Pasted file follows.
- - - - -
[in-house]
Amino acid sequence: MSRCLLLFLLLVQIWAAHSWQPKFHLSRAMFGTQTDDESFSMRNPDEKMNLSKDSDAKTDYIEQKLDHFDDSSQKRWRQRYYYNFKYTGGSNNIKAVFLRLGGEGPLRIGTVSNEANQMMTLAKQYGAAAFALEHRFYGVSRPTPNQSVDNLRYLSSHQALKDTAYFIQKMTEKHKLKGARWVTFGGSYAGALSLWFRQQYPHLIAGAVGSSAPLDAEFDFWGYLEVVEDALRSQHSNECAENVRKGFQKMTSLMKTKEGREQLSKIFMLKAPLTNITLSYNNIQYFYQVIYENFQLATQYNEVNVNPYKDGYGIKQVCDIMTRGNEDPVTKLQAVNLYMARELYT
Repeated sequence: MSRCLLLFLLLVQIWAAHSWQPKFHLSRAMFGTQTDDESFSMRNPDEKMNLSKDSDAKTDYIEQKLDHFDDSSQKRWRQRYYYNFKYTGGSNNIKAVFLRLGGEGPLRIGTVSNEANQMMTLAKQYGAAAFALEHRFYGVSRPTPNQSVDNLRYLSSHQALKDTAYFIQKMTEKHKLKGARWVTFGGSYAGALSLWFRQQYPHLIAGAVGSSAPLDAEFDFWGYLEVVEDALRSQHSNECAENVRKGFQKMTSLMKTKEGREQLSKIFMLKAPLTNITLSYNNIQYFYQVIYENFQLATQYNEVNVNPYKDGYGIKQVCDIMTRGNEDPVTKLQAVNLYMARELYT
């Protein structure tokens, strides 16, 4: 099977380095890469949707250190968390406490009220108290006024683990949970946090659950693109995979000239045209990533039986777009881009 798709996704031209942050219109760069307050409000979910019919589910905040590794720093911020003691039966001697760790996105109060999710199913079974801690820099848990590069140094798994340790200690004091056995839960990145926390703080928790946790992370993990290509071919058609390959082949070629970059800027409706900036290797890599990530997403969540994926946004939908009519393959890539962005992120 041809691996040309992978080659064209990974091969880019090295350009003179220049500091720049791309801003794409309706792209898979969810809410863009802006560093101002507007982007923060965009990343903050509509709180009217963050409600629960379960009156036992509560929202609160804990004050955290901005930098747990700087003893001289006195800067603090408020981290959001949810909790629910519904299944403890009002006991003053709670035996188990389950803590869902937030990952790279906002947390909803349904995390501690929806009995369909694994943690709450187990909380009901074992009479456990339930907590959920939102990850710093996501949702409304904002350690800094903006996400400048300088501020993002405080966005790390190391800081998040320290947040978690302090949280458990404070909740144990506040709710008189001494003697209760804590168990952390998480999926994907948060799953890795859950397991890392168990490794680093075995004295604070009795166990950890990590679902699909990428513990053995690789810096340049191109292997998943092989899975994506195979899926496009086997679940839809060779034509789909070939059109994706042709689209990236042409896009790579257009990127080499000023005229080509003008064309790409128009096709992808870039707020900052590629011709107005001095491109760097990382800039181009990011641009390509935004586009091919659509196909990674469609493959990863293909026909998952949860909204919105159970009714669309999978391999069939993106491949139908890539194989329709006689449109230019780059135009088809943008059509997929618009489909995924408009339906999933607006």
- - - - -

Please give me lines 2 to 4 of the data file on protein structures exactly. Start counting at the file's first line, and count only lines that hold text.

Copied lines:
Amino acid sequence: MSRCLLLFLLLVQIWAAHSWQPKFHLSRAMFGTQTDDESFSMRNPDEKMNLSKDSDAKTDYIEQKLDHFDDSSQKRWRQRYYYNFKYTGGSNNIKAVFLRLGGEGPLRIGTVSNEANQMMTLAKQYGAAAFALEHRFYGVSRPTPNQSVDNLRYLSSHQALKDTAYFIQKMTEKHKLKGARWVTFGGSYAGALSLWFRQQYPHLIAGAVGSSAPLDAEFDFWGYLEVVEDALRSQHSNECAENVRKGFQKMTSLMKTKEGREQLSKIFMLKAPLTNITLSYNNIQYFYQVIYENFQLATQYNEVNVNPYKDGYGIKQVCDIMTRGNEDPVTKLQAVNLYMARELYT
Repeated sequence: MSRCLLLFLLLVQIWAAHSWQPKFHLSRAMFGTQTDDESFSMRNPDEKMNLSKDSDAKTDYIEQKLDHFDDSSQKRWRQRYYYNFKYTGGSNNIKAVFLRLGGEGPLRIGTVSNEANQMMTLAKQYGAAAFALEHRFYGVSRPTPNQSVDNLRYLSSHQALKDTAYFIQKMTEKHKLKGARWVTFGGSYAGALSLWFRQQYPHLIAGAVGSSAPLDAEFDFWGYLEVVEDALRSQHSNECAENVRKGFQKMTSLMKTKEGREQLSKIFMLKAPLTNITLSYNNIQYFYQVIYENFQLATQYNEVNVNPYKDGYGIKQVCDIMTRGNEDPVTKLQAVNLYMARELYT
């Protein structure tokens, strides 16, 4: 099977380095890469949707250190968390406490009220108290006024683990949970946090659950693109995979000239045209990533039986777009881009 798709996704031209942050219109760069307050409000979910019919589910905040590794720093911020003691039966001697760790996105109060999710199913079974801690820099848990590069140094798994340790200690004091056995839960990145926390703080928790946790992370993990290509071919058609390959082949070629970059800027409706900036290797890599990530997403969540994926946004939908009519393959890539962005992120 041809691996040309992978080659064209990974091969880019090295350009003179220049500091720049791309801003794409309706792209898979969810809410863009802006560093101002507007982007923060965009990343903050509509709180009217963050409600629960379960009156036992509560929202609160804990004050955290901005930098747990700087003893001289006195800067603090408020981290959001949810909790629910519904299944403890009002006991003053709670035996188990389950803590869902937030990952790279906002947390909803349904995390501690929806009995369909694994943690709450187990909380009901074992009479456990339930907590959920939102990850710093996501949702409304904002350690800094903006996400400048300088501020993002405080966005790390190391800081998040320290947040978690302090949280458990404070909740144990506040709710008189001494003697209760804590168990952390998480999926994907948060799953890795859950397991890392168990490794680093075995004295604070009795166990950890990590679902699909990428513990053995690789810096340049191109292997998943092989899975994506195979899926496009086997679940839809060779034509789909070939059109994706042709689209990236042409896009790579257009990127080499000023005229080509003008064309790409128009096709992808870039707020900052590629011709107005001095491109760097990382800039181009990011641009390509935004586009091919659509196909990674469609493959990863293909026909998952949860909204919105159970009714669309999978391999069939993106491949139908890539194989329709006689449109230019780059135009088809943008059509997929618009489909995924408009339906999933607006």